Don’t make these 5 crucial mistakes that could stall your BaU application management process!

Last week, we published an interactive assessment called “Can We Guess Your Risk Level For Adopting Business-as-Usual?” from an application management perspective. Basically, we asked 12 questions and you pick the answer that best fits. At the end, we can predict how risky it will be to adopt this new IT management approach given your current application estate and management process, and we map out what it would take to take it to the next level. If you haven’t tried it yet, I highly recommend that you give it a go!

Don't make these 5 crucial mistakes that could stall your BaU application management process!

Today, I want to do the opposite: I want to take a closer look at the five most common mistakes that could prevent you from successfully managing your app estate in an evergreen state.

1) You Do Not Proactively Manage Your App Estate

Let me explain this first problem with an analogy. I have three children and for the past several years, they have asked for LEGO® toys for every birthday and holiday. So, needless to say, we have a lot of them and have spent entire days building intricate buildings, castles, and entire cityscapes. The more you have, the more organized you have to be — otherwise you won’t find the pieces you are looking for and you’ll end up building less fun things because everything is a big, old mess or, in the worst case, your wife will get so sick of stepping on them (Ouch!) that you will need to pack them away entirely.

Now, imagine your app estate being like LEGOs. Not managing your apps proactively will lead to an overgrown, unmanaged estate causing application sprawl, which comes with overpayments in licenses, a higher number of support tickets, increased maintenance costs and much more.

To prevent this from happening and prepare for change, you will need to implement an end-to-end application management solution, tightly manage your application portfolio (meaning you should consolidate, normalize and rationalize your applications on an ongoing basis), and track your individual app usage.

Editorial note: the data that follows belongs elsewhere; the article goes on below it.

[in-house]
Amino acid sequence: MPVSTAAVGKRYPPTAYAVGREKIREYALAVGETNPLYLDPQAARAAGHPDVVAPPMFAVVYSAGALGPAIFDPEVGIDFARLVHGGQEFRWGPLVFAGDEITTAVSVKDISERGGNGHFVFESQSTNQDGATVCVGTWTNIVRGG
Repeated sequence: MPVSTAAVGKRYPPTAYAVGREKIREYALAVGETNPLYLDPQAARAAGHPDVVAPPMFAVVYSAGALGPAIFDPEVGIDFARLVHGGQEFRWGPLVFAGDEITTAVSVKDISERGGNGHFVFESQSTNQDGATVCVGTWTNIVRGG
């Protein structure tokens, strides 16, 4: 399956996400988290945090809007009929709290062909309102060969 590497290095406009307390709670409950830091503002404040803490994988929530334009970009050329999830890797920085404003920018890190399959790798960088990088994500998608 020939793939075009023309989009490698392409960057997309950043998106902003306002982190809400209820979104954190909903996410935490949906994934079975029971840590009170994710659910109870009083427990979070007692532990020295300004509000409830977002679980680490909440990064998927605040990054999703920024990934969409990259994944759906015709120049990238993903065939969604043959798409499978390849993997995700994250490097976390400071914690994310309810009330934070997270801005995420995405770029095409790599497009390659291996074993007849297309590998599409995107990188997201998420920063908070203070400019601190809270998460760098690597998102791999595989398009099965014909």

2) You Don’t Get Onboard With The Faster Upgrade Release Schedule Of Windows 10 and Office 365 

Since Microsoft announced that Windows 10 will receive regular updates based on an “as-a-Service” model, IT pros have been trying to wrap their heads around the Windows 10 Branching timelines and options. But now that the model has been in place for well over two years and Microsoft has aligned its upgrade schedule with that of its Office 365 and SCCM releases, efficient deployment strategies are taking shape.

By jumping on the Windows 10 and Office 365 bandwagons and adopting this faster velocity of change as the speed of the stream you are swimming in, so to speak, you set yourself up for success as this forces you to implement the right change management tooling and to develop a rhythm that will help you carry out your Business-as-Usual testing much more easily.

3) You Don’t Have An Agile Application Packaging & Testing Strategy

Let’s say you are going to roll out the upcoming Windows 10 Fall Creator’s Update across your entire enterprise. How would you decide today which applications you will have to test beforehand, which you will test “in-flight”, and which you won’t test at all?

Do you test all applications but only for major upgrades? Do you only test high-risk applications for minor environment changes due to the lack of resources and time restraints? Or do you test all applications at all times because you don’t want to risk major business disruption?